Behind the Scenes

Have you ever wondered how the watches in Levenaig’s collection are made? This page offers you some glimpses behind the scenes of Levenaig Watches. Below is a selection of snapshots from my little workshop. More images may be added later.

Holme Finnilä at Levenaig Watches presenting different types of raw materials – bronze, aluminium, brass and titanium – and a watch case.
This is where it all begins for most of Levenaig’s watches – machining of the short cylinder which will become the main body of the case.
Behind the Scenes: Holme Finnilä at Levenaig Watches preparing a bronze watch case for soldering.
A bronze case is being prepared for soldering. Since Holme likes the look of soldered lugs, he is prepared to spend that extra time (and patience) it takes. [watch model: Sulimyr 42]
Behind the Scenes: Holme Finnilä of Levenaig Watches demonstrating a green lathe
Most watch cases are at one point or another machined in this lathe.
Behind the Scenes: Turning a titanium Levenaig watch case. Emco Unimat 3.
Machining of a titanium watch case. [watch model: Gonzag 45]
Behind the Scenes: Holme Finnilä, founder of Levenaig Watches inspecting manufactured parts.
Proper inspection of all machined parts is time-consuming but important work.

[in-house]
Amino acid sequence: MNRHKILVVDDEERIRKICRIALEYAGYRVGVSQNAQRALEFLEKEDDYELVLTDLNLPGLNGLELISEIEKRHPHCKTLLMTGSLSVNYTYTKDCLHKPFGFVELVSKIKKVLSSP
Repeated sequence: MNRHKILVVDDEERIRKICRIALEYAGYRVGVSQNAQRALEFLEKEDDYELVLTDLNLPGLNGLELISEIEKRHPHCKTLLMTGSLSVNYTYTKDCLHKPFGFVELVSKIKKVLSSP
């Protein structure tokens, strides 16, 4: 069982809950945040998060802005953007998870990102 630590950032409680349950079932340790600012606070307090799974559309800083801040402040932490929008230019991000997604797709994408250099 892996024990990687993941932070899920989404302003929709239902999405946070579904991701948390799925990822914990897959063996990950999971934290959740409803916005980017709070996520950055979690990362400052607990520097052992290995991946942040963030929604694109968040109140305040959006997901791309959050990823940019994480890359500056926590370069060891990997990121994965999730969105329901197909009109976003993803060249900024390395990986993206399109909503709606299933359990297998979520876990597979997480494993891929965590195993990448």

Behind the Scenes: Engraving a Levenaig watch dial using a Friedrich Deckel pantograph engraver.
A dial (almost) ready to be engraved. In this case a Friedrich Deckel pantograph engraver was used. [watch model: Gonzag 45 or Eaign 38]
Behind the Scenes: Levenaig Watches Sulimyr 42 serial number
Every watch gets its unique serial number engraved.
Behind the Scenes: Levenaig Watches dial with logo engraved by laser
Every Levenaig watch needs a proper logo! But finding the right settings for the laser can be a little tricky.
Behind the Scenes: Levenaig Watches roughly machined watch hands
The first machining step has been completed. But more will follow…

Behind the Scenes: Holme Finnilä at Levenaig Watches working on a titanium Levenaig screw-down crown.
Making a Levenaig screw-down crown is one of the more challenging tasks. Especially when it is made of titanium. Even the tiny compression spring inside the crown is manufactured in-house.
Holme Finnilä, founder of Levenaig Watches holding a finished watch in a blue wooden box.
Appearing from behind the scenes: After many hours of hard work, a new watch is finished and ready to find a new owner. Levenaig’s watches are delivered in wooden boxes (handcrafted by Levenaig Watches, of course).